RELEASED: October 2nd 2009 – April 30th 2010
DISTRIBUTED BY: Cartoon Network
EXECUTIVE PRODUCERS: George Lucas, Catherine Winder & Dave Filoni
WRITTEN BY: Paul Dini, George Krstic, Henry Gilroy, Wendy Meracle, Melina Hsu, Brian Larsen, Eoghan Mahony, Andrew Kreisberg, Ben Edlund, Carl Ellsworth, Drew Z. Greenberg, Craig Titley, Steven Melching, Doug Petrie & Dave Filoni
DIRECTED BY: Justin Ridge, Rob Coleman, Brian Kalin O’Connell, Steward Kee, Giancarlo Volpe, Robert Dalva, Kyle Dunlevy & Dave Filoni
MUSIC BY: Kevin Kiner
STARRING: Matt Lanter, James Arnold Taylor, Ashley Eckstein, Dee Bradley Baker, Tom Kane, Matthew Wood, Ian Abercrombie, Corey Burton, Terrence C. Carson, Jim Cummings, Olivia d’Abo, Anthony Daniels, Jon Favreau, Nika Futterman, Brian George, Anna Graves, Jaime King, Phil LaMarr, Daniel Logan, Angelique Perrin, Meredith Salenger, Kath Soucie, Stephen Stanton & Catherine Taber
REVIEW: Straight off the bat, this season is a step above the last one. While there were some strong stories in season one, at times it still felt like it was finding it’s footing.
Season two meanwhile launches audiences into several, longer multi-episode arcs surrounding Cad Bane and an extended second battle on Geonosis, amongst other things. It’s got war stories, Jedi stories, bounty hunters, zombies, kaiju and perhaps most relevant at this point in time, the first proper dive into Mandalorian culture in the new canon (even though technically this predates the Disney purchase of Lucasfilm).
Stories like the Geonosis arc really reminded me why I loved watching The Clone Wars all those years ago. Despite being advertised for ages 6+, the show doesn’t pull any punches, depicting full-on wars, and depicting more mature topics such as the nature of conflict, the meaning of desertion and even depicts a character committing suicide in one episode. Of course, it does all this in a Star Wars-y way; with laser swords and laser guns, and no blood to be seen, which is probably how they get away with it all.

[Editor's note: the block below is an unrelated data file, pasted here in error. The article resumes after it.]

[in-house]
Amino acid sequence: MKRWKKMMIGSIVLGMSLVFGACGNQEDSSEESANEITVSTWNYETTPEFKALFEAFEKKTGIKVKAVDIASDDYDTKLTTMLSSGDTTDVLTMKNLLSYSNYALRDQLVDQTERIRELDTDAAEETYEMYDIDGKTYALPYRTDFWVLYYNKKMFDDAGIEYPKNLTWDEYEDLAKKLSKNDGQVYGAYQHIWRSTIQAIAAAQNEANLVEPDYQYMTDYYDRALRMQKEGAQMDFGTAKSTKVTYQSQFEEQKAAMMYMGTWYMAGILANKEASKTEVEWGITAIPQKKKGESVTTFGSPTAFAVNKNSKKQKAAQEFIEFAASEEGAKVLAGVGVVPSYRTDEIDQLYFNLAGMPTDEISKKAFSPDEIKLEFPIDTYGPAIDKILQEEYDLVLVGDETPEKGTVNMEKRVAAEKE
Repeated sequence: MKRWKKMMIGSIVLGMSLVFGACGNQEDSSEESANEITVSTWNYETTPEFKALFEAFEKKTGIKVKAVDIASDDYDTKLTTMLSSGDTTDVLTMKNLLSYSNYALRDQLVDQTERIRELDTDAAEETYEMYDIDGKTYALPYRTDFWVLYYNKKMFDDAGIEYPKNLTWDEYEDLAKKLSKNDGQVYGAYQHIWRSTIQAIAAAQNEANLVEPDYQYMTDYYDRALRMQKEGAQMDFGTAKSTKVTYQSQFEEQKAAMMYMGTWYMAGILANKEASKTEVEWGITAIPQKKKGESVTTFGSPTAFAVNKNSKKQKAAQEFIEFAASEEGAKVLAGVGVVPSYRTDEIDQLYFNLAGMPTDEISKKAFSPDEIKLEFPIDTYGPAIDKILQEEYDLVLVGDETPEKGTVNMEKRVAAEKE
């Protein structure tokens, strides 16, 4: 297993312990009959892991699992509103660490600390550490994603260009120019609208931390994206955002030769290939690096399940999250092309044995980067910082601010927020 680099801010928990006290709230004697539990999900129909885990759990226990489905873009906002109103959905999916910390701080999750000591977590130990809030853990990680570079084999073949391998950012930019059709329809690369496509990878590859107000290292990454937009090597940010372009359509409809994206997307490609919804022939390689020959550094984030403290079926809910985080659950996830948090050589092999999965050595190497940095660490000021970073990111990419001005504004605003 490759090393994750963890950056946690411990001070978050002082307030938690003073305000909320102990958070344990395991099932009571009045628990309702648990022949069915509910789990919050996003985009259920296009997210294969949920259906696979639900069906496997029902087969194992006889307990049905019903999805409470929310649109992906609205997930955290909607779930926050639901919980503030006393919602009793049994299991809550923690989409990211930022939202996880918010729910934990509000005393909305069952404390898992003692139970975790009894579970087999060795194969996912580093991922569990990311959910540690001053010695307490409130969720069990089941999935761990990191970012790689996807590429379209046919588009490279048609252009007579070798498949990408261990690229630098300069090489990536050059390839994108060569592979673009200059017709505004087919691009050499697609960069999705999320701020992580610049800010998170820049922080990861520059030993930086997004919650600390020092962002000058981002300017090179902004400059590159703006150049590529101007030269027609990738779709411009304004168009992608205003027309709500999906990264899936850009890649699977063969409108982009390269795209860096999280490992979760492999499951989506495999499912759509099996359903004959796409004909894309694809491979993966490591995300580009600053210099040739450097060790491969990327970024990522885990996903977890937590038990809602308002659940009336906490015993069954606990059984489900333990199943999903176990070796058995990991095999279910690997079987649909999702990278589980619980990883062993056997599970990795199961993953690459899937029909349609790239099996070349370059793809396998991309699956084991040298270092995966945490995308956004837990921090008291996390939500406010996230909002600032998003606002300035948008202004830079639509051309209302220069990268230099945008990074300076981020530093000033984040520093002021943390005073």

But it’s clear this time around that they’re not pandering to children to get their views as you could argue some episodes were last season (ie. the Jar Jar-starring Bombad Jedi) and is being made for Star Wars fans of all ages. Kids, teenagers and adults.
This season also seems even less focused on the characters of Anakin and Ahsoka than the last. They’re around a lot of the time, of course, but nearly just as much focus is given to other characters like Mace Windu, Luminara Unduli, Plo Koon and Cad Bane, all of whom have the potential to be fan favourites and get a chance to show off how cool and formidable they are.
The wide variety of stories is also welcome, with political focused episodes, zombie stories, a kaiju-two parter and other things really mixing it up and allowing the creators to just have fun exploring the Star Wars universe.
Ahsoka, our star, is also making great strides towards becoming a very enjoyable character. Her more irritating characteristics are starting to fade away as the writers start to get a handle on writing a teenaged girl more realistically than they did last season.
This season also puts the focus on some of the more criminal elements of the Star Wars universe, with Boba Fett making his return (in a series of episodes with an interesting hook, but ones that don’t quite yet cement Boba as the calm and collected bounty hunter we first met in Empire), accompanied by other familiar faces like Aurra Sing and Bossk. Seeing them actually get a chance to do things on-screen is fun, once again highlighting that Clone Wars greatest strength is its opportunity to give more screentime to lesser-known characters.
The criminal aspect in particular also leads to the introduction of a personal favourite of mine, Jedi Master Tera Sinube, whose debut episode Lightsaber Lost is a lot of fun.
Furthermore, others that are made for this show, like Hondo, get some more play, while those who didn’t land as well (like Ziro) seemingly fall by the wayside.
It’s not all perfect, of course, as some of the episodes are still a bit of a slog to get through and the habit of making characters by ripping stereotypes from different cultures and genres is still prevalent, but overall, The Clone Wars is getting stronger with nearly every story.
All-in-all, I give Season Two: Rise of the Bounty Hunters: